Stuck in an Endless Cycle of Relapsing and Depression

Stuck in an Endless Cycle of Relapsing and Depression

I am so sick of constantly relapsing. Most people experience at least one period of depression in their lives, but it is often situational. My depression is cyclical, and has affected my life up to several times a year since the age of fifteen. It can last anywhere from a couple of weeks to a couple of months at a time.

I am sick and tired of relapsing again after I feel like I am finally getting better. I honestly feel like I am stuck in an endless cycle of depression. Since changing the dosage of my medications in late March, my mental health had been at an all-time high. I woke up motivated and excited about my day and my life in general. I re-found my creative roots and found an outlet in the form of this blog. I started to feel like a functioning member of society again. But this has all been changing over the last two weeks.

I can feel the familiar depressive feelings settling in. Waking up feeling tired and unmotivated, crying more easily, feeling desperately insecure about my appearance, and believing that I am a bad person are all sneaking back into my daily routine. It feels so crushingly disappointing that I truly believed that I was recovering in a big way, and relapsing has brought me back to reality. I heavily resent that I live with chronic mental illness, and that it means that I can only be truly productive for limited periods of my life.

I can’t just put a complete stop on my life and hibernate in my room, as much as I would like to. So these are the strategies that I use to cope when I am in the middle of relapsing.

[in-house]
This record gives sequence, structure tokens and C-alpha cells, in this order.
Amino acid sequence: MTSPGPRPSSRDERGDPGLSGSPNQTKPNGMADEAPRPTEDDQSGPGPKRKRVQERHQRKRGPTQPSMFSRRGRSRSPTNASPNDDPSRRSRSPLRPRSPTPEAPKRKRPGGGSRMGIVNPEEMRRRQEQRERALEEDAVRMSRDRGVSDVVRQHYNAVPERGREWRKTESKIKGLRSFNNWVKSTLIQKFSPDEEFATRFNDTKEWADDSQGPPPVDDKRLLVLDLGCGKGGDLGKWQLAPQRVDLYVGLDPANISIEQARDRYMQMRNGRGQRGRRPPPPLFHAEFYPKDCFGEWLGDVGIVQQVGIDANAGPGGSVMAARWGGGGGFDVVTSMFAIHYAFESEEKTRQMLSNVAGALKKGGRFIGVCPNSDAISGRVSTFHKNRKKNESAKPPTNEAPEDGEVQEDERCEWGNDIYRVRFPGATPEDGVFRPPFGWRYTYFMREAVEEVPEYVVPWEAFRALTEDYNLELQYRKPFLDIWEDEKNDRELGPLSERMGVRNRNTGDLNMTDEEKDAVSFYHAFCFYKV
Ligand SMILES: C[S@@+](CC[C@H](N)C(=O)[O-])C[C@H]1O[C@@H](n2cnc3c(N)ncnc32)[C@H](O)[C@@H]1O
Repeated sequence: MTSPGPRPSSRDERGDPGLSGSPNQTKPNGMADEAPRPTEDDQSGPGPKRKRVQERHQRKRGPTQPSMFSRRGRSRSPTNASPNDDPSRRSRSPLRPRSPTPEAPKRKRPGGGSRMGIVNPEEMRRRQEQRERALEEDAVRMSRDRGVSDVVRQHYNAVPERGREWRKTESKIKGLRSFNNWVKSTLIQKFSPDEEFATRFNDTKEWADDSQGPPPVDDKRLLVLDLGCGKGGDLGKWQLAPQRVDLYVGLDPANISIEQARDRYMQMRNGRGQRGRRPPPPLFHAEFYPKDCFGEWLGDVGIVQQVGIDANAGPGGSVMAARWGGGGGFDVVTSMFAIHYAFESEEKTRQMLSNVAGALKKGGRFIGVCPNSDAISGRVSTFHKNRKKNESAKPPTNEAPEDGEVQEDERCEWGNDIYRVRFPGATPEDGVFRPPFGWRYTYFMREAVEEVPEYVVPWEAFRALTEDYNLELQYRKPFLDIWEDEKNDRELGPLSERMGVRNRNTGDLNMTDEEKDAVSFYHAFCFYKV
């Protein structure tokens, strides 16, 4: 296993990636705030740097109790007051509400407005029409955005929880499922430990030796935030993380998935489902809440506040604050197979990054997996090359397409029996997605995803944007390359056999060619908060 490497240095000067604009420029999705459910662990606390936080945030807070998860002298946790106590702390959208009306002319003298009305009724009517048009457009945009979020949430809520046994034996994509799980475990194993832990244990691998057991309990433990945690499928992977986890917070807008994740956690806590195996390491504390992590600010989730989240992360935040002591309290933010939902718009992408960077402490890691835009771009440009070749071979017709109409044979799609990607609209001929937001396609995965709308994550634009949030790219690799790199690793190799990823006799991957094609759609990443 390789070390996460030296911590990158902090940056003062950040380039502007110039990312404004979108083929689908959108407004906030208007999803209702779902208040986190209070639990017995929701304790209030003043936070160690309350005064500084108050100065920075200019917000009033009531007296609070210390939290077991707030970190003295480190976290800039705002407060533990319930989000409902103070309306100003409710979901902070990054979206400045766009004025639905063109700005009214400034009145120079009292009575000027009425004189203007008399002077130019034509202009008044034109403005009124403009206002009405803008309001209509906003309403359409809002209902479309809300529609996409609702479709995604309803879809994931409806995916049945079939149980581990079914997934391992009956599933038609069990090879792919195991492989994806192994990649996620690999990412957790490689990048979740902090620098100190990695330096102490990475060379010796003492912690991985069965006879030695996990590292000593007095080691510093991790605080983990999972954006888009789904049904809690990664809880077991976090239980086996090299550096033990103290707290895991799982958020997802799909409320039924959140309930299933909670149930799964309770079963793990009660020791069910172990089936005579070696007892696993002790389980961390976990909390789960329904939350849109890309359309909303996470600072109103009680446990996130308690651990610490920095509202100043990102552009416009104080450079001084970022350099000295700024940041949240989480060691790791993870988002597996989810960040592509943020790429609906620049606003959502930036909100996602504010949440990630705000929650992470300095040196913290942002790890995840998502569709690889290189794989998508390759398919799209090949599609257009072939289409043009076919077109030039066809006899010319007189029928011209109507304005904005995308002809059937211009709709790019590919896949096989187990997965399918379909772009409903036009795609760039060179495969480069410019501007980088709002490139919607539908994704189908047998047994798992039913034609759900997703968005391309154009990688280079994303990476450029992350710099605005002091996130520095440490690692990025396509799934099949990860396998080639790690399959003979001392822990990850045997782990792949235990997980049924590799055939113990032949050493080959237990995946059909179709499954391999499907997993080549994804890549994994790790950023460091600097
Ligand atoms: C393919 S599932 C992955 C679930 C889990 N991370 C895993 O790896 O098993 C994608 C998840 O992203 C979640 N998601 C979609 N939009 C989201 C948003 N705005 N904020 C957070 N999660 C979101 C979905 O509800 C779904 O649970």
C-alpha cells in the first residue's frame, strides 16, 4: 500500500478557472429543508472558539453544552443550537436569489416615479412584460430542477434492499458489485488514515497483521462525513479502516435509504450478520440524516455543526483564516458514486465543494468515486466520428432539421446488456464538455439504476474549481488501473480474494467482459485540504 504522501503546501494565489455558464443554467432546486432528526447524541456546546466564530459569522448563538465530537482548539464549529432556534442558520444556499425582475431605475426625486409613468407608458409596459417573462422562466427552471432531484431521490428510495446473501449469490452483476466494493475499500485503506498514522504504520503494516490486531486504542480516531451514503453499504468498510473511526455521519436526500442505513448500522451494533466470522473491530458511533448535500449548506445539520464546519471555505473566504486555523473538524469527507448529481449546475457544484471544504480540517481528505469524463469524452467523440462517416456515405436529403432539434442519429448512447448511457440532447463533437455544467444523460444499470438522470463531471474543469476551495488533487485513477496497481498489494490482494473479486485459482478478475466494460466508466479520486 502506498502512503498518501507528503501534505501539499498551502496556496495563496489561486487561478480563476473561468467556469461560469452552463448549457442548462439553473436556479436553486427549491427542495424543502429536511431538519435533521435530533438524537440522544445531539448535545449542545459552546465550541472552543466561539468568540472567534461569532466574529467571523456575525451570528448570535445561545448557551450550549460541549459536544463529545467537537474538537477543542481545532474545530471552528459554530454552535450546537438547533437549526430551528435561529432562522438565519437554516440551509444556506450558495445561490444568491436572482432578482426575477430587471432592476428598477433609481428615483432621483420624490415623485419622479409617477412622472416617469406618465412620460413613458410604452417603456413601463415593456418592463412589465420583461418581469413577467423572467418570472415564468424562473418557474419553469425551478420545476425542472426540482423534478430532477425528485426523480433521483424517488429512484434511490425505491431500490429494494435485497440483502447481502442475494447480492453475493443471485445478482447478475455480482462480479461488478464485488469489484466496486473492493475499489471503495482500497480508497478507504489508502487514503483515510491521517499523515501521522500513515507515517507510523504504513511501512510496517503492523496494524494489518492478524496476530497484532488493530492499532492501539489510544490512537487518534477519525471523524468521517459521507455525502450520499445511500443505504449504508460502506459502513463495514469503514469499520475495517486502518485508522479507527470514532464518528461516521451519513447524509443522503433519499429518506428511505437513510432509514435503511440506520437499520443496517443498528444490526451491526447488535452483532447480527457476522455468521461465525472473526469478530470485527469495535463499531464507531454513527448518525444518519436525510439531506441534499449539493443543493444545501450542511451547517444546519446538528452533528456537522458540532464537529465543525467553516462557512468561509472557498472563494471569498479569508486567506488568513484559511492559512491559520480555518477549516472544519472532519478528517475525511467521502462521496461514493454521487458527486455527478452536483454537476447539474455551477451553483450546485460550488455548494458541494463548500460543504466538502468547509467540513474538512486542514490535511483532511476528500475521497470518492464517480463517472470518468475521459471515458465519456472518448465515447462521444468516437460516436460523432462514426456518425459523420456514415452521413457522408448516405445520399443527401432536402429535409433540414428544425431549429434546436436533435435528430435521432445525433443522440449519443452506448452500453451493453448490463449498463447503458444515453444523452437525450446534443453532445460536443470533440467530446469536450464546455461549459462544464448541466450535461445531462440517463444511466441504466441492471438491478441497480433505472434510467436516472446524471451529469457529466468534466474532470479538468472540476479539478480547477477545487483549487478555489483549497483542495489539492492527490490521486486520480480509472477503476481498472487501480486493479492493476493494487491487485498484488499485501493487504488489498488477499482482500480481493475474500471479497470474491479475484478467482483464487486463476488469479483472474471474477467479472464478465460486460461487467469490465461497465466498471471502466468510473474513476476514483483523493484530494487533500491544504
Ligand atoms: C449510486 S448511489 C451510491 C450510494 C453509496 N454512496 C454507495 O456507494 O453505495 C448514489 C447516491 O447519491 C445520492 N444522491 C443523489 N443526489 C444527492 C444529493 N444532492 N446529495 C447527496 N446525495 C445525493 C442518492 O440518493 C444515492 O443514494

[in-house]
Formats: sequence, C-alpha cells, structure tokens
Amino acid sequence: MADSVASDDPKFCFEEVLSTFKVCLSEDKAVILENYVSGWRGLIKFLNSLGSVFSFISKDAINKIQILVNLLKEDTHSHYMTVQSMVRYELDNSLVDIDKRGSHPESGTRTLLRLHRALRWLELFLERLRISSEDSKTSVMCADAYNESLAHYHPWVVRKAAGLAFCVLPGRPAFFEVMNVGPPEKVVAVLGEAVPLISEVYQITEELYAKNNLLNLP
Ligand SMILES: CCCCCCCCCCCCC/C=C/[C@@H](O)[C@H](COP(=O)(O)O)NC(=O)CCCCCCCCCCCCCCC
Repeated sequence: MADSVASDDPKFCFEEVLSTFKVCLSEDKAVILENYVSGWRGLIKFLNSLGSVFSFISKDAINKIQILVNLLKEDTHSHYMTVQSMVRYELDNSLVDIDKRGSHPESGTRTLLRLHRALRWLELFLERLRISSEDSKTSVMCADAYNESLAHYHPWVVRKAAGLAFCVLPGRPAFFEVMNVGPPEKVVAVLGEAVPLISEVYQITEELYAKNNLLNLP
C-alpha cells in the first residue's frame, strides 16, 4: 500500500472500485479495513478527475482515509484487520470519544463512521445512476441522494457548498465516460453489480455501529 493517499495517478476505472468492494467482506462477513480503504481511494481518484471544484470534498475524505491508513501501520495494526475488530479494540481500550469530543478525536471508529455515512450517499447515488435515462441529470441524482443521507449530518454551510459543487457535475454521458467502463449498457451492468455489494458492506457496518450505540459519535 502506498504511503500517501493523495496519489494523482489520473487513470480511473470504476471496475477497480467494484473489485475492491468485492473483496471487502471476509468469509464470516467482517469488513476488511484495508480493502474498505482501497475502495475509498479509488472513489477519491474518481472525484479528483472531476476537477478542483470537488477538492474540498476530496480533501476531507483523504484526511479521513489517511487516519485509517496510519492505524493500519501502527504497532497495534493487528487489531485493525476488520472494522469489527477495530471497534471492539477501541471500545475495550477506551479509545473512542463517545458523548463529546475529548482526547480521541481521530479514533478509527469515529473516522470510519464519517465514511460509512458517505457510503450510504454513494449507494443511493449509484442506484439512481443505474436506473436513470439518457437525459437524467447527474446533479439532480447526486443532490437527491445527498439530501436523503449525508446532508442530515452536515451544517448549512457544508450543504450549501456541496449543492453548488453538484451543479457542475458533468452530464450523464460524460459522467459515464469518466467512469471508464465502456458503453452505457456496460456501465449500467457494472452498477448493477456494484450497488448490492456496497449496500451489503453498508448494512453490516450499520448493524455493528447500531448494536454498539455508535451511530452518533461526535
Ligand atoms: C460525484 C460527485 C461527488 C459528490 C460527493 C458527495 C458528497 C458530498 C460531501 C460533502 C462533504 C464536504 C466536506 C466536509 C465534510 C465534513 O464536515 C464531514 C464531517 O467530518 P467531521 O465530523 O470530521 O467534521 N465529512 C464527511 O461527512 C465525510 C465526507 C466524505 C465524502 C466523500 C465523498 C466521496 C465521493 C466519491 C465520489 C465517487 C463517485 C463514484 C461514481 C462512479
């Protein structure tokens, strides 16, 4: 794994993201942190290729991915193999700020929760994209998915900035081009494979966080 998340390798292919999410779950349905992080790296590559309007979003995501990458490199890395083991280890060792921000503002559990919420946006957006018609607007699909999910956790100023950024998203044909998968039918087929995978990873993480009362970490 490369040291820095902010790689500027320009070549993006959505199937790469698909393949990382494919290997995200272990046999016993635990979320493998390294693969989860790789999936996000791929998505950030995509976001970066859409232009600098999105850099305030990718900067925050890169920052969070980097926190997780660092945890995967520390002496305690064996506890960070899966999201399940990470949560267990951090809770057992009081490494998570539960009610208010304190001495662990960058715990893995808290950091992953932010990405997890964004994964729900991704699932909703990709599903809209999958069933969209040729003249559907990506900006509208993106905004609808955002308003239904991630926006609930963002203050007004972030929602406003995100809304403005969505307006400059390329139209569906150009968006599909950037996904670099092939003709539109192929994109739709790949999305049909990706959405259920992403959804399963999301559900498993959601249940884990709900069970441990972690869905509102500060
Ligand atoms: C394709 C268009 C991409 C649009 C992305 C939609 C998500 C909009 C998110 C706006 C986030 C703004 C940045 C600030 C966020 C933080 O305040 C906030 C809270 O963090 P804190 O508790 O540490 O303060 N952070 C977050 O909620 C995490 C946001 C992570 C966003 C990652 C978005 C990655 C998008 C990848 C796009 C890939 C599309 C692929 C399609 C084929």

Brown colonial church in Barichara.

Create a daily list of productive activities and complete them.

The easiest tasks can feel like a chore when you are in the middle of a depressive period. It can sometimes feel like there is no point to doing anything, and that any tasks that you complete are meaningless. When I started seeing my psychologist, she recommended designating tasks for each day, and taking the time to acknowledge and reward myself when I complete them. They can be as simple as doing a load of washing or going for a walk.

You don’t need to achieve everything on your to-do list or make major life changes to reward yourself for still being productive. Depression is so consuming and pervasive that little successes are truly important. Remembering to value your achievements when you are struggling is imperative to keep up your levels of optimism.

My suggested activities are household chores, going for a walk, cooking a meal, socialising with a friend, or making a conscious decision to do a relaxing activity like reading or meditating. These are all low-energy tasks that will contribute to your overall well-being and help your life run smoother, even when you are relapsing. You don’t need to do every activity every day, but pushing yourself just a bit to complete some helpful tasks is really beneficial.

Take time to write in a journal.

When you are relapsing, it can sometimes feel like you are drifting in a pool of negative emotions that threatens to pull you under. They swirl all around you and stop you from being able to see anything other than the depression and anxiety that consume your waking thoughts. Pouring out your feelings into a journal so that you can purge them from your brain is a helpful way to keep on top of your emotions.

I also use a journal to keep track of the good things that are still happening in my life, even while I am relapsing. During a major depressive period three years ago, I used to write every little thing that I accomplished every day. Most days looked like a list of: